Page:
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Use clean shelves
Shelves with glaze spills need cleaning as the glaze can eat into the shelf. Grind the glaze flat to the shelf using a flat diamond wheel on an angle grinder. It is not the perfect solution but you can get away with it by using a couple of coats of kiln wash on the shelf.
There are different views on the number of props to use. I use 3, but some prefer four. Most of my shelves are more than 30 years old and as new after some 500 plus fires using three props. All props should be in line one above the another. Staggering the props can cause bent shelves.
It is not ideal to use three and four prop setups in the same fire.
I occasionally use four props for large items when the centre prop is in the way. I use a four prop method once only and on the top of the load - so minimal weight is transferred away from the three prop tower. With the four prop method, you need to check for shelf rocking on three props. Therefore, the 4th prop will require packing. Pack with fibre paper for small variances or if shelves are too wonky – use clay wads.
When I’m repairing kilns, I see many full-sized shelves in use. First, this is hard on your body and as they are heavy require two people to place in the kiln. Half shelves are a better option and make packing the kiln much easier.
Select items of similar heights and load the half shelves on three props up the back of the kiln first. Then load the other half at the front. Try to stagger shelves to create good airflow through the kiln.
NB shelves 400 x 400 and 450 x 450 can stay full. Shelves above 530 x 530 should be cut in half.
Packing the kiln
Again views differ on how tight to pack the kiln. Some like a good gap between items. I pack my bisque tight to the point the things are touching and place small pieces inside large pieces. Obviously, we do not do this in a glaze fire; however, items are placed close together. While packing, keep in mind your cones and the shelf required at peephole level.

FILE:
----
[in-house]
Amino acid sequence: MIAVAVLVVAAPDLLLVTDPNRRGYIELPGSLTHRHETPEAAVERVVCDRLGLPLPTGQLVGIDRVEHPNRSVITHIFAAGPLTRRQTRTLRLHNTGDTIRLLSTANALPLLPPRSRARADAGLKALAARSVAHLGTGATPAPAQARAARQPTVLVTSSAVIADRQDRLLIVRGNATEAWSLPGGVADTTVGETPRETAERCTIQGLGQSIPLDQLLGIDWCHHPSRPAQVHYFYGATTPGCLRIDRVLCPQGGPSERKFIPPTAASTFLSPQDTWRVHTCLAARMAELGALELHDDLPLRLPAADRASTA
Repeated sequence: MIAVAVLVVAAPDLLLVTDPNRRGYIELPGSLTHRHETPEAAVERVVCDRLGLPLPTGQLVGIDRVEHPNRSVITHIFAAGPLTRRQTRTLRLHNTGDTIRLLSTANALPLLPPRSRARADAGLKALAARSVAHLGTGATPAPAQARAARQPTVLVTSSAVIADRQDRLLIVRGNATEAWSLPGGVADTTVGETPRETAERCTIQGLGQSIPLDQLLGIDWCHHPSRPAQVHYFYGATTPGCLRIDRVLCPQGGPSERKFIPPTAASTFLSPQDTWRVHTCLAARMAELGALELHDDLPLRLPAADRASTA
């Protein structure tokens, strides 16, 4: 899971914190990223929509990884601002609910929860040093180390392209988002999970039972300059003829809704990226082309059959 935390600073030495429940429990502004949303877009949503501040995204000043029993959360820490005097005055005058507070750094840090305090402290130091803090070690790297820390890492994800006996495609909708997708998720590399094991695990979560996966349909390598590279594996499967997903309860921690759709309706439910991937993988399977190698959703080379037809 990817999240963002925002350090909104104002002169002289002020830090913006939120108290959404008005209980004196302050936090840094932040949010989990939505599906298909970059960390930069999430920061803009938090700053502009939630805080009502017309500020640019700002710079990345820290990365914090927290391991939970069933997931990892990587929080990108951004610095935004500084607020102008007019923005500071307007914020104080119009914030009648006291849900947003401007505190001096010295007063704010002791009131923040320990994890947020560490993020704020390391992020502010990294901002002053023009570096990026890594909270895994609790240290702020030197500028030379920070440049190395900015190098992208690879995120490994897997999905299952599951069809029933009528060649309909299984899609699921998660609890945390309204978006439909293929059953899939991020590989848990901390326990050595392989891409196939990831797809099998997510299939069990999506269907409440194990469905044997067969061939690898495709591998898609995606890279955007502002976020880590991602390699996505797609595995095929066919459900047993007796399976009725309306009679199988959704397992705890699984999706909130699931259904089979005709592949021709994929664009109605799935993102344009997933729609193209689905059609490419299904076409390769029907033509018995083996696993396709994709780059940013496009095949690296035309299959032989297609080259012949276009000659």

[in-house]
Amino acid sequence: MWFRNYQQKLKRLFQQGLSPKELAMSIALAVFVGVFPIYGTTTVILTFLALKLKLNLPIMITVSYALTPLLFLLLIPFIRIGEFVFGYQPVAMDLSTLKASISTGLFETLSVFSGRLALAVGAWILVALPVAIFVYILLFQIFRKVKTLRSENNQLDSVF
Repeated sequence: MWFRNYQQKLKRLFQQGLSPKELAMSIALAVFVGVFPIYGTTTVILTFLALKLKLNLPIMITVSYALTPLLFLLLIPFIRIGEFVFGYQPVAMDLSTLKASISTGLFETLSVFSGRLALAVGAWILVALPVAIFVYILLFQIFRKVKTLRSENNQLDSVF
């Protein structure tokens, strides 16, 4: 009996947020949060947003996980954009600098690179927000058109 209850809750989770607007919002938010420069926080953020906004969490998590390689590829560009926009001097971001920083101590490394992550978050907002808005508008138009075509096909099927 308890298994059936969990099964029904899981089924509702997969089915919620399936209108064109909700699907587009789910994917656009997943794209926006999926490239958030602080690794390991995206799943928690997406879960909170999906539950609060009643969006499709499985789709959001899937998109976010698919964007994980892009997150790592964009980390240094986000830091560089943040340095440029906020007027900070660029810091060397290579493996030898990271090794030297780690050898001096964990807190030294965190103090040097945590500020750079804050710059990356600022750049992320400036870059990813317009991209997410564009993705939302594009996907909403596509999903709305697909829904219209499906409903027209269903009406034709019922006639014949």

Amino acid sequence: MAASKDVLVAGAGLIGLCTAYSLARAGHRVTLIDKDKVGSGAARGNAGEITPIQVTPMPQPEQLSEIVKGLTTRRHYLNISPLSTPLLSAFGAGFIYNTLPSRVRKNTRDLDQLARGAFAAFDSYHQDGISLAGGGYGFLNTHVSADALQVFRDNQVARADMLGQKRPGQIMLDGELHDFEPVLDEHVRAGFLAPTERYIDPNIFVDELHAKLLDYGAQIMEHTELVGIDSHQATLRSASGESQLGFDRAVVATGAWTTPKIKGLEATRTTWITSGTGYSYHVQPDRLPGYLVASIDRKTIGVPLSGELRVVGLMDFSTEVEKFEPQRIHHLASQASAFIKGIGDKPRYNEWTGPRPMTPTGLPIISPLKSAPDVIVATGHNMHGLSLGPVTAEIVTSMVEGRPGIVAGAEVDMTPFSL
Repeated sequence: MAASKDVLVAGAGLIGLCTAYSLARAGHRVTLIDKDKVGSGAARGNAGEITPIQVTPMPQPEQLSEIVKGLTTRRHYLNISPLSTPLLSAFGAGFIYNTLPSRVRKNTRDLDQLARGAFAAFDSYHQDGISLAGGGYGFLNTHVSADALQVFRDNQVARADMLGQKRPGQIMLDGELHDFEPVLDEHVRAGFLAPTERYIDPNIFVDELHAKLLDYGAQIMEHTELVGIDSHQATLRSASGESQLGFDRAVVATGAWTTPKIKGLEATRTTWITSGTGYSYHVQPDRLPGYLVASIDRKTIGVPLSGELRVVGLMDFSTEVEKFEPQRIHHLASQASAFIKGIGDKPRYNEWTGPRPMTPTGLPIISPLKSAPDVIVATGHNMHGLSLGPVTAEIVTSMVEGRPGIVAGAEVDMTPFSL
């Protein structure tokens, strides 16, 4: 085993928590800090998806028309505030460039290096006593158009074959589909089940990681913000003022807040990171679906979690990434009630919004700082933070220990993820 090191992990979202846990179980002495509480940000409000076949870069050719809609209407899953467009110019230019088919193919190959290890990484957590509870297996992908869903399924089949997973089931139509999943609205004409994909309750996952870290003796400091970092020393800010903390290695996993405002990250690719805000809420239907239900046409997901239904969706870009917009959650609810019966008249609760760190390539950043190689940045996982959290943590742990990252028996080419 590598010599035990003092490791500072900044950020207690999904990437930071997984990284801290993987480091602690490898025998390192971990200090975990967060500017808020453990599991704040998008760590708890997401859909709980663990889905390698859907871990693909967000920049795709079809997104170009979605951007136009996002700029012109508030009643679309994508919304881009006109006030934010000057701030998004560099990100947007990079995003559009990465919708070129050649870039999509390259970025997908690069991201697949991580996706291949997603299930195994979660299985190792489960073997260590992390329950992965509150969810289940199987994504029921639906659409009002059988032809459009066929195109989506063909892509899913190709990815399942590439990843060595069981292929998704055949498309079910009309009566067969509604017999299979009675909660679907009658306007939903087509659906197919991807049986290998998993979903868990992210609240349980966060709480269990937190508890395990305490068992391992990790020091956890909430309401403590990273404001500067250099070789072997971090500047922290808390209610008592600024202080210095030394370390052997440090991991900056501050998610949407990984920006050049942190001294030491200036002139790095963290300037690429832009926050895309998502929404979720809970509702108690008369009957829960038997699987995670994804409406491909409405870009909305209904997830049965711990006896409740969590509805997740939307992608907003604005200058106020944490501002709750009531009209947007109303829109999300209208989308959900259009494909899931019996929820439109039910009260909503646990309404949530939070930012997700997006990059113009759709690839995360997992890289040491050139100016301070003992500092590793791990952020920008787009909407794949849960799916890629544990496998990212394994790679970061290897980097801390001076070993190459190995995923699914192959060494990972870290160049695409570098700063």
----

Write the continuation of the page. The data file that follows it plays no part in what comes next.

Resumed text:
Starting the kiln.
Later model electric kilns are more straightforward as you can now select the program, press start and almost go to bed. In a bisque fire, initially, leave the bungs out. Around 350°C – 400°C I put the roof bungs in. If possible, put the door bungs in at 650°C – 700°C or do as I do and leave the door bung until the following morning when the firing has finished, and the temperature is still above 700°C.
Glaze firing in an electrically controlled kiln can have all the bungs in by 400 deg as by then the moisture has gone.
Unless you have an automatic gas kiln – manual support is necessary for the whole firing. Temperature control and burner control is every half hour with the use of a manual pyrometer and cones at the end of the fire.
Ken Ison Pottery has four kilns; One electric and three gas. The raku kiln is only used a few times a year, while Sparky, Opal & Hercules are fired several times a month. On the calendar you will see the firing schedules.
SPARKY does the night shift
The newest kiln is sparky with over 150 fires to date. Sparky is a workhorse and is fired several times a month. The automatic controller ensures it is not necessary to ride shotgun as with the gas kilns. Sparky does all the bisque firing and low temperature glaze fires.
OPAL is quick fire.
This kiln with 300 plus fires is originally from Weipa and fires our popular Opal glaze. It is a two burner gas fired top loading kiln. Opal fires small loads and does the reduction firing for: Deep Sea, Eucalyptus & Opal.
HERCULES is jack of all trades
This 504 litre 22 c ft four burner gas kiln does the bulk of the oxidation fires. This kiln came from Vanuatu about 40 years ago and is still in excellent condition. Hercules fires our Avocado, White Iron, Pacific Green, Pacific Blue, Chocolate, Charcoal & Terracotta glazes.
All the kilns are well maintained, in excellent condition and will probably still be firing in another forty years.